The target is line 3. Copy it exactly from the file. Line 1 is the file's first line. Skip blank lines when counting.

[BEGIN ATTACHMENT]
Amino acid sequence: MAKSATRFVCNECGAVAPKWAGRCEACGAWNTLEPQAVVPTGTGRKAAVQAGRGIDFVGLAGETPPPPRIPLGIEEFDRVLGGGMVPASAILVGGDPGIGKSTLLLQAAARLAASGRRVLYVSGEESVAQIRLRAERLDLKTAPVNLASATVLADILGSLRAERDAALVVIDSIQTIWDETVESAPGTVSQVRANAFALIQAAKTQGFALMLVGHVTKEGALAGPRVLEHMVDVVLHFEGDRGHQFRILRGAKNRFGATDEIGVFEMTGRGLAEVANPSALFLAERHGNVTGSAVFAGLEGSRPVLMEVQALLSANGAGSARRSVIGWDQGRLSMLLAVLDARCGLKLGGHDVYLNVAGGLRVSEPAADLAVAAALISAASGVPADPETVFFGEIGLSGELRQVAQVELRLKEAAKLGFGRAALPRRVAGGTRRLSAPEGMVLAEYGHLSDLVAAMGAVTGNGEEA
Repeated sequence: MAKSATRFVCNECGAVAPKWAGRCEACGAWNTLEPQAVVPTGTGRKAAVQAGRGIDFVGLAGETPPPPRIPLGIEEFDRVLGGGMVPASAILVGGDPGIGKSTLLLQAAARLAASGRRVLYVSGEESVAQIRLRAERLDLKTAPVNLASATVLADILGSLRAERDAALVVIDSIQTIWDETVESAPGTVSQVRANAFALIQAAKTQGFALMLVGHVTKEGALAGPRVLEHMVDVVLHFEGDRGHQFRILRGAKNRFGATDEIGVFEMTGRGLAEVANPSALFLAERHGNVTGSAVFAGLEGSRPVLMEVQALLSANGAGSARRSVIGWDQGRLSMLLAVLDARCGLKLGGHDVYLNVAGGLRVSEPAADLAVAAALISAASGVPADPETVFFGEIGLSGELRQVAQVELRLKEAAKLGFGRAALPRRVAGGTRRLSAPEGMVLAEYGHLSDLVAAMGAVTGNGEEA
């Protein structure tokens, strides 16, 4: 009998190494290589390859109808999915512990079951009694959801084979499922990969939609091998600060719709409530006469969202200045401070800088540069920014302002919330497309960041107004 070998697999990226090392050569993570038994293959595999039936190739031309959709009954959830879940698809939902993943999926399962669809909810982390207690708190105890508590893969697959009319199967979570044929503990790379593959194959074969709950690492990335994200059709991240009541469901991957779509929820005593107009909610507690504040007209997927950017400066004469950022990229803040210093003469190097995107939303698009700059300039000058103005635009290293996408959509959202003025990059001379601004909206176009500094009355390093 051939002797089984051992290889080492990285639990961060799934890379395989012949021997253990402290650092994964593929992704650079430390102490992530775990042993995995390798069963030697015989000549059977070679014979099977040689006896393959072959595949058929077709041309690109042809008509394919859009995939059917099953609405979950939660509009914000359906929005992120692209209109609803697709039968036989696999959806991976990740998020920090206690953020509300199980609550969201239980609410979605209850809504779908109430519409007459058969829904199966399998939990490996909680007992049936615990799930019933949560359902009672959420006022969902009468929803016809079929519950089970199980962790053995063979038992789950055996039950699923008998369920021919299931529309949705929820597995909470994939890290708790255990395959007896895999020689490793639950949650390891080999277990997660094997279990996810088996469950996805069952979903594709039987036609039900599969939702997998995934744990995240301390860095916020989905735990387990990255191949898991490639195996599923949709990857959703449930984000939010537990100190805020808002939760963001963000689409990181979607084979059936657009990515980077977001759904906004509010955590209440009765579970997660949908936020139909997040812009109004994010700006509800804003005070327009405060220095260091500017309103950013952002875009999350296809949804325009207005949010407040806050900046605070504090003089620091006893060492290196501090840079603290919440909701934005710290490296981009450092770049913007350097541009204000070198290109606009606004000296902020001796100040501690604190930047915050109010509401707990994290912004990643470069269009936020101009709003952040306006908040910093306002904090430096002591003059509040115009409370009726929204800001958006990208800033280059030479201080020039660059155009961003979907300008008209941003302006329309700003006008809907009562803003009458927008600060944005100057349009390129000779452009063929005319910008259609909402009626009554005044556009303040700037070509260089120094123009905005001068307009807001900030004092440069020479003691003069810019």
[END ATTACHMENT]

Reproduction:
């Protein structure tokens, strides 16, 4: 009998190494290589390859109808999915512990079951009694959801084979499922990969939609091998600060719709409530006469969202200045401070800088540069920014302002919330497309960041107004 070998697999990226090392050569993570038994293959595999039936190739031309959709009954959830879940698809939902993943999926399962669809909810982390207690708190105890508590893969697959009319199967979570044929503990790379593959194959074969709950690492990335994200059709991240009541469901991957779509929820005593107009909610507690504040007209997927950017400066004469950022990229803040210093003469190097995107939303698009700059300039000058103005635009290293996408959509959202003025990059001379601004909206176009500094009355390093 051939002797089984051992290889080492990285639990961060799934890379395989012949021997253990402290650092994964593929992704650079430390102490992530775990042993995995390798069963030697015989000549059977070679014979099977040689006896393959072959595949058929077709041309690109042809008509394919859009995939059917099953609405979950939660509009914000359906929005992120692209209109609803697709039968036989696999959806991976990740998020920090206690953020509300199980609550969201239980609410979605209850809504779908109430519409007459058969829904199966399998939990490996909680007992049936615990799930019933949560359902009672959420006022969902009468929803016809079929519950089970199980962790053995063979038992789950055996039950699923008998369920021919299931529309949705929820597995909470994939890290708790255990395959007896895999020689490793639950949650390891080999277990997660094997279990996810088996469950996805069952979903594709039987036609039900599969939702997998995934744990995240301390860095916020989905735990387990990255191949898991490639195996599923949709990857959703449930984000939010537990100190805020808002939760963001963000689409990181979607084979059936657009990515980077977001759904906004509010955590209440009765579970997660949908936020139909997040812009109004994010700006509800804003005070327009405060220095260091500017309103950013952002875009999350296809949804325009207005949010407040806050900046605070504090003089620091006893060492290196501090840079603290919440909701934005710290490296981009450092770049913007350097541009204000070198290109606009606004000296902020001796100040501690604190930047915050109010509401707990994290912004990643470069269009936020101009709003952040306006908040910093306002904090430096002591003059509040115009409370009726929204800001958006990208800033280059030479201080020039660059155009961003979907300008008209941003302006329309700003006008809907009562803003009458927008600060944005100057349009390129000779452009063929005319910008259609909402009626009554005044556009303040700037070509260089120094123009905005001068307009807001900030004092440069020479003691003069810019």